Threats to the Chagos Archipelago

Threats to the Chagos Archipelago

While the archipelago has not been as devastated as other ecosystems around the world, it still needs protection from several threats.

Climate change

Rising global temperatures have had a dramatic effect on coral reefs. Warming seawaters have caused coral colonies to "bleach", by affecting the symbiotic algae which are sensitive to light exposure, temperature and acidity. The depletion of algae and coral leads to the loss of vital habitats for a variety of species.

While the condition of the Chagos Archipelago's reefs was exceptionally good in the 1970s, they, similarly to coral reefs the world over, were notably affected by moderate warming over the next two decades. A severe warming spike in 1998 pushed surface temperatures up 30 degrees celsius, killing large quantities of coral.

A rapid recovery has been seen in some parts of the archipelago, while in other areas it is less pronounced. The negative effects of global warming have here and elsewhere been repeated since, and an increase in such incidents are likely to have a dramatically negative effect on biodiversity, as well as the natural breakwaters that protect the islands from erosion.

Illegal fishing

Before the designation of the marine reserve, an estimated 10,000 sharks and 10,000 rays were killed annually by the licensed fishing industry. While protection has ended legal fishing within its waters, illegal fishing continues to affect sharks and other valuable species such as tuna and grouper.

It is often hard to detect the small illegal boats, which hail from Sri Lanka and more recently India. Patrol vessels are tasked with policing more than half a million kilometres of ocean. But modern technology is being employed to address the problem, and a £100,000 fine can be imposed on those who are apprehended.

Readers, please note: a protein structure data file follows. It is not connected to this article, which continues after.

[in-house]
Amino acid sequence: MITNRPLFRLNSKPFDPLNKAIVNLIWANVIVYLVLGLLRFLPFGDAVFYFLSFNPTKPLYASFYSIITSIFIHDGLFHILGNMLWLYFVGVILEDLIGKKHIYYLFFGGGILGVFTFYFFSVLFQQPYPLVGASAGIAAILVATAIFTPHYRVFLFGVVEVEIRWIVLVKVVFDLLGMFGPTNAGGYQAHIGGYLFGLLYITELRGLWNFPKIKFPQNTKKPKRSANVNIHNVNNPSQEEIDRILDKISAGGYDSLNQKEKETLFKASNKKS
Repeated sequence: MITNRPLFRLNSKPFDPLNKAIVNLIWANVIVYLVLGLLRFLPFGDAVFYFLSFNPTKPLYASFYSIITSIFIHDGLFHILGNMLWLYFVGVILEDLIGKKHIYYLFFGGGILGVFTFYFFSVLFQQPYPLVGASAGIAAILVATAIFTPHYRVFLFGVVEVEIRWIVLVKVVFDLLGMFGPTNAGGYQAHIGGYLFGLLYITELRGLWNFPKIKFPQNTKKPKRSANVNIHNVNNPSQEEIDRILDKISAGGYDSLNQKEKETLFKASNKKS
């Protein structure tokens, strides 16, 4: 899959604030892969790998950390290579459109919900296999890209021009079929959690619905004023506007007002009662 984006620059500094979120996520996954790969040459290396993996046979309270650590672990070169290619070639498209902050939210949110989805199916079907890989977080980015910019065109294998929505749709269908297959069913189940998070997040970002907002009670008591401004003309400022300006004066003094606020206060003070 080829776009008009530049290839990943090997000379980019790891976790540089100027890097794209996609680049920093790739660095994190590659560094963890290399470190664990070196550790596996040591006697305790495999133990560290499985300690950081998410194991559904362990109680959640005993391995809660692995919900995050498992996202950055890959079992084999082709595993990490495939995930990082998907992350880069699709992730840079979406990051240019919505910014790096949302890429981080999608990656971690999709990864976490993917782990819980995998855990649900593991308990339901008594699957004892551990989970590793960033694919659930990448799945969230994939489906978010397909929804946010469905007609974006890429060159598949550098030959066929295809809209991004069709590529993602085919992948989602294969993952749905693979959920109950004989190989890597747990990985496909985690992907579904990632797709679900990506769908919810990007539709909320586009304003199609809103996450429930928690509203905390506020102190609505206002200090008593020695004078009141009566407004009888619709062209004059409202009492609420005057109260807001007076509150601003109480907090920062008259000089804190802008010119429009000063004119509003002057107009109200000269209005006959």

However, the very richness of these waters, compared with the increasingly over-fished and impoverished waters elsewhere in the Indian Ocean, means that the Chagos Marine Reserve is likely forever to be attractive to poachers.

Indian Ocean shark numbers have decreased by 90% over the last three decades

Invasive species

Over half of the islands in the archipelago have been degraded because of introduced, invasive species. For example, black rats that arrived with colonists are now rife on some islands, preying on seabird and turtle eggs as well as young turtles. It is one of the aims of the Trust to address this problem so native species can thrive again.

Unmanaged coconut plantations have also become rampant. Native forests were removed and replaced with coconut trees, which have in turn taken over native vegetation. The resulting monoculture has led to the loss of seabirds, as they are unable to build nests in coconut palms.

It is one of the aims of the Trust to address these problems so islands are restored to their original natural condition and native species can thrive again.

Invasive species - including black rats - have affected the native species and habitats of over half the islands